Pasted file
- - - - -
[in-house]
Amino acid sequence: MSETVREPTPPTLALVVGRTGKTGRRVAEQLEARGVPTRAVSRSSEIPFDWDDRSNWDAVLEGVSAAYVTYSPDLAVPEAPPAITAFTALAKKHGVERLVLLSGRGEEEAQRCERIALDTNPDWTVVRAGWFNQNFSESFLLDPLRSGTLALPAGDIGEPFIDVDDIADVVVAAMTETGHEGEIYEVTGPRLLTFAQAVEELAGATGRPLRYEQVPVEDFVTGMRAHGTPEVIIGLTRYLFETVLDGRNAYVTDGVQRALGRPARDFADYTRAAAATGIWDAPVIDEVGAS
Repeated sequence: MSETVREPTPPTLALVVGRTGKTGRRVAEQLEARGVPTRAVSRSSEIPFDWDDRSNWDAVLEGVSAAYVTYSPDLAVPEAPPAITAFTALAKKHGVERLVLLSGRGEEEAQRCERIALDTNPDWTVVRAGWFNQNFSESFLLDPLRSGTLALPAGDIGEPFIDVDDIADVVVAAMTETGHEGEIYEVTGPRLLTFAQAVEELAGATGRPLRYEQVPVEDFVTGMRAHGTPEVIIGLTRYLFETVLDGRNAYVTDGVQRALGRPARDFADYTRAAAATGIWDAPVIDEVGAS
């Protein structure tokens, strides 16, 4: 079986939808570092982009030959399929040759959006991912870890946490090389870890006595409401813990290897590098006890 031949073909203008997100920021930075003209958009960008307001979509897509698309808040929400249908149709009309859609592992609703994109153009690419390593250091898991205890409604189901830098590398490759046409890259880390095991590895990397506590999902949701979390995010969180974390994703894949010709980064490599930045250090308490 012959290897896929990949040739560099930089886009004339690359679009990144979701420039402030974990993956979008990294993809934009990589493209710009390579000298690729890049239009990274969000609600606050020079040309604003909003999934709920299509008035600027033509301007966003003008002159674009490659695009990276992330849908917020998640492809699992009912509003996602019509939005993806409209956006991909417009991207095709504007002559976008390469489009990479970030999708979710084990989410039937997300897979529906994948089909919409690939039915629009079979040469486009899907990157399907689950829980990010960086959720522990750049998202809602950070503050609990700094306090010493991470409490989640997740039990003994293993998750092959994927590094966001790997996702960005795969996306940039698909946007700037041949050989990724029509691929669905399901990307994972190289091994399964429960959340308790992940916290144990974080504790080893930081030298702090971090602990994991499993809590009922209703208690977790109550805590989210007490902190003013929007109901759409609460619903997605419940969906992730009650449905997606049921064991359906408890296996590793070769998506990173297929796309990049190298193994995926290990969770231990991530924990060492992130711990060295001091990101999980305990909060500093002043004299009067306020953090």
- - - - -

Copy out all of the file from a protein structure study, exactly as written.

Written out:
[in-house]
Amino acid sequence: MSETVREPTPPTLALVVGRTGKTGRRVAEQLEARGVPTRAVSRSSEIPFDWDDRSNWDAVLEGVSAAYVTYSPDLAVPEAPPAITAFTALAKKHGVERLVLLSGRGEEEAQRCERIALDTNPDWTVVRAGWFNQNFSESFLLDPLRSGTLALPAGDIGEPFIDVDDIADVVVAAMTETGHEGEIYEVTGPRLLTFAQAVEELAGATGRPLRYEQVPVEDFVTGMRAHGTPEVIIGLTRYLFETVLDGRNAYVTDGVQRALGRPARDFADYTRAAAATGIWDAPVIDEVGAS
Repeated sequence: MSETVREPTPPTLALVVGRTGKTGRRVAEQLEARGVPTRAVSRSSEIPFDWDDRSNWDAVLEGVSAAYVTYSPDLAVPEAPPAITAFTALAKKHGVERLVLLSGRGEEEAQRCERIALDTNPDWTVVRAGWFNQNFSESFLLDPLRSGTLALPAGDIGEPFIDVDDIADVVVAAMTETGHEGEIYEVTGPRLLTFAQAVEELAGATGRPLRYEQVPVEDFVTGMRAHGTPEVIIGLTRYLFETVLDGRNAYVTDGVQRALGRPARDFADYTRAAAATGIWDAPVIDEVGAS
């Protein structure tokens, strides 16, 4: 079986939808570092982009030959399929040759959006991912870890946490090389870890006595409401813990290897590098006890 031949073909203008997100920021930075003209958009960008307001979509897509698309808040929400249908149709009309859609592992609703994109153009690419390593250091898991205890409604189901830098590398490759046409890259880390095991590895990397506590999902949701979390995010969180974390994703894949010709980064490599930045250090308490 012959290897896929990949040739560099930089886009004339690359679009990144979701420039402030974990993956979008990294993809934009990589493209710009390579000298690729890049239009990274969000609600606050020079040309604003909003999934709920299509008035600027033509301007966003003008002159674009490659695009990276992330849908917020998640492809699992009912509003996602019509939005993806409209956006991909417009991207095709504007002559976008390469489009990479970030999708979710084990989410039937997300897979529906994948089909919409690939039915629009079979040469486009899907990157399907689950829980990010960086959720522990750049998202809602950070503050609990700094306090010493991470409490989640997740039990003994293993998750092959994927590094966001790997996702960005795969996306940039698909946007700037041949050989990724029509691929669905399901990307994972190289091994399964429960959340308790992940916290144990974080504790080893930081030298702090971090602990994991499993809590009922209703208690977790109550805590989210007490902190003013929007109901759409609460619903997605419940969906992730009650449905997606049921064991359906408890296996590793070769998506990173297929796309990049190298193994995926290990969770231990991530924990060492992130711990060295001091990101999980305990909060500093002043004299009067306020953090």